All proteins are macromolecules because of their very high molecular weights. These are the polymers, i.e., chain-like molecules produced by joining a number of small units of amino acids called monomers. The amino acids are, therefore, regarded as ‘building blocks of proteins.
Each amino acid is a nitrogenous compound having both an acidic carboxyl (— COOH) and a basic amino (— NH2) group. R stands for the side chains that are different for each amino acid. R can be as simple as a hydrogen atom (H) or a methyl group (— CH3) or a more complex structure. The first carbon is the part of the carboxyl group. The second carbon, to which is attached the amino group, is called the α-carbon. The α-carbon of most amino acids is joined by covalent bonds to 4 different groups. Thus, the α-carbon in all the amino acids is asymmetric except in glycine where the α-carbon is symmetric.
Structure of 20 standard amino acids
1. Alanine – ala – A
2. Arginine – arg – R
3. Asparagine – asn – N
4. Aspartic acid – asp – D
5. Cysteine – cys – C
6. Glutamine – gln – Q
7. Glutamic acid – glu – E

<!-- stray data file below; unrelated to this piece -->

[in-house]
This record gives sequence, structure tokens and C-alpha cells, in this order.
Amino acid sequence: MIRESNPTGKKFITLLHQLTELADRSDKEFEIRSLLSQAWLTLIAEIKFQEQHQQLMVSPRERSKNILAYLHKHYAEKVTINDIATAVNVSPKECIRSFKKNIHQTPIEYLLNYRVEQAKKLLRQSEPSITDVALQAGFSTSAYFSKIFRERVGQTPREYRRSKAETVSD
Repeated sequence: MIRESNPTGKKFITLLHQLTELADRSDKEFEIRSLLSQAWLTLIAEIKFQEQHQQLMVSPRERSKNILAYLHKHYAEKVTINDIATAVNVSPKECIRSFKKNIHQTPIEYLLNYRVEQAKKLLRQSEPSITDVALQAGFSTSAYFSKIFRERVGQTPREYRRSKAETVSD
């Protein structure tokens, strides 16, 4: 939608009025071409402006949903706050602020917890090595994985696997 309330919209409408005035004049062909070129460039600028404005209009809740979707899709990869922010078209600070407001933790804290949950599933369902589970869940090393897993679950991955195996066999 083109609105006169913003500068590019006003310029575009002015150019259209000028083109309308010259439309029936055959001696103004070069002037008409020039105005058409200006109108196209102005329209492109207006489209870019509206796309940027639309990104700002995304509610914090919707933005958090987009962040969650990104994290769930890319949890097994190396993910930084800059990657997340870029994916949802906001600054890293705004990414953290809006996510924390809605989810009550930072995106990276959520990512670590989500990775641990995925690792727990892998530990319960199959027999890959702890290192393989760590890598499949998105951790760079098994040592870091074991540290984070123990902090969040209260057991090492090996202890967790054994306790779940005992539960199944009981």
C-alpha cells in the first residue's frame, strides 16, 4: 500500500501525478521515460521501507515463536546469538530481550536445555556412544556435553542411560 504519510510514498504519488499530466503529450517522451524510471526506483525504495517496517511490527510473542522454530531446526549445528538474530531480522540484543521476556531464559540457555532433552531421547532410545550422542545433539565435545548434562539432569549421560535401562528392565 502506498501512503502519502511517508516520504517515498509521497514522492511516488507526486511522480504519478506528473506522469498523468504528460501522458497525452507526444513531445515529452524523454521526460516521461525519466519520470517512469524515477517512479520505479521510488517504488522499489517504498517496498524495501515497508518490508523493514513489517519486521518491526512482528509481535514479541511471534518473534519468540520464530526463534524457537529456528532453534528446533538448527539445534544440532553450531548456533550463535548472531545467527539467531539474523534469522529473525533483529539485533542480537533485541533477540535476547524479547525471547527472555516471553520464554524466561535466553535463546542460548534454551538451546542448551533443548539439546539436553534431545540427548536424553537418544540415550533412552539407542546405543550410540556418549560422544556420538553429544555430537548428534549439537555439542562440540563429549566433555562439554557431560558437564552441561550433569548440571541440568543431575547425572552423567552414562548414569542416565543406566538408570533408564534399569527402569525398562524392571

8. Glycine – gly – G
9. Histidine – his – H
10. Isoleucine – ile – I
11. Leucine – leu – L
12. Lysine – lys – K
13. Methionine – met – M
14. Phenylalanine – phe – F
15. Proline – pro – P
16. Serine – ser – S
17. Threonine – thr – T
18. Tryptophan – trp – W
19. Tyrosine – tyr – Y
20. Valine – val – V
Twenty Amino acids can be grouped according to the characteristics of the side chains as follows:
Aliphatic – alanine, glycine, isoleucine, leucine, proline, valine.
Aromatic – phenylalanine, tryptophan, tyrosine.
Acidic – aspartic acid, glutamic acid.
Basic – arginine, histidine, lysine.
Hydroxylic – serine, threonine.
Sulphur-containing – cysteine, methionine.
Amidic (containing amide group) – asparagine, glutamine.
Properties of 20 standard amino acids
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